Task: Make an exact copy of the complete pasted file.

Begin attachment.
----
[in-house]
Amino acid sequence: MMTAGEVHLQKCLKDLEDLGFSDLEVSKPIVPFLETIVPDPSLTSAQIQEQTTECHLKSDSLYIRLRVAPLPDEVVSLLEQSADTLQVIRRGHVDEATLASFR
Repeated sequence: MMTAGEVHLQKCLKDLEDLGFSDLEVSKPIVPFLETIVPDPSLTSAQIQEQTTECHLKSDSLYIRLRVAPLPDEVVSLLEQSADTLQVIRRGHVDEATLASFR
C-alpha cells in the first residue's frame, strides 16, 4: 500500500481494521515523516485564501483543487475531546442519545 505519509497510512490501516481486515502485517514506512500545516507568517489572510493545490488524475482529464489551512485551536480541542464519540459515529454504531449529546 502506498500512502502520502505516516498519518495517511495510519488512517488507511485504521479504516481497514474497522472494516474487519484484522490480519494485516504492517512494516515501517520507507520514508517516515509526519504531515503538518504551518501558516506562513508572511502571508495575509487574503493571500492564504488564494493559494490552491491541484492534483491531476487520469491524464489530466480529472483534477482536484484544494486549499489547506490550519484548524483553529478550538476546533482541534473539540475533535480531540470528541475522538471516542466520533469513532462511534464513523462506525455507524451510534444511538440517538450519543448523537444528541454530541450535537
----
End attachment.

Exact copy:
[in-house]
Amino acid sequence: MMTAGEVHLQKCLKDLEDLGFSDLEVSKPIVPFLETIVPDPSLTSAQIQEQTTECHLKSDSLYIRLRVAPLPDEVVSLLEQSADTLQVIRRGHVDEATLASFR
Repeated sequence: MMTAGEVHLQKCLKDLEDLGFSDLEVSKPIVPFLETIVPDPSLTSAQIQEQTTECHLKSDSLYIRLRVAPLPDEVVSLLEQSADTLQVIRRGHVDEATLASFR
C-alpha cells in the first residue's frame, strides 16, 4: 500500500481494521515523516485564501483543487475531546442519545 505519509497510512490501516481486515502485517514506512500545516507568517489572510493545490488524475482529464489551512485551536480541542464519540459515529454504531449529546 502506498500512502502520502505516516498519518495517511495510519488512517488507511485504521479504516481497514474497522472494516474487519484484522490480519494485516504492517512494516515501517520507507520514508517516515509526519504531515503538518504551518501558516506562513508572511502571508495575509487574503493571500492564504488564494493559494490552491491541484492534483491531476487520469491524464489530466480529472483534477482536484484544494486549499489547506490550519484548524483553529478550538476546533482541534473539540475533535480531540470528541475522538471516542466520533469513532462511534464513523462506525455507524451510534444511538440517538450519543448523537444528541454530541450535537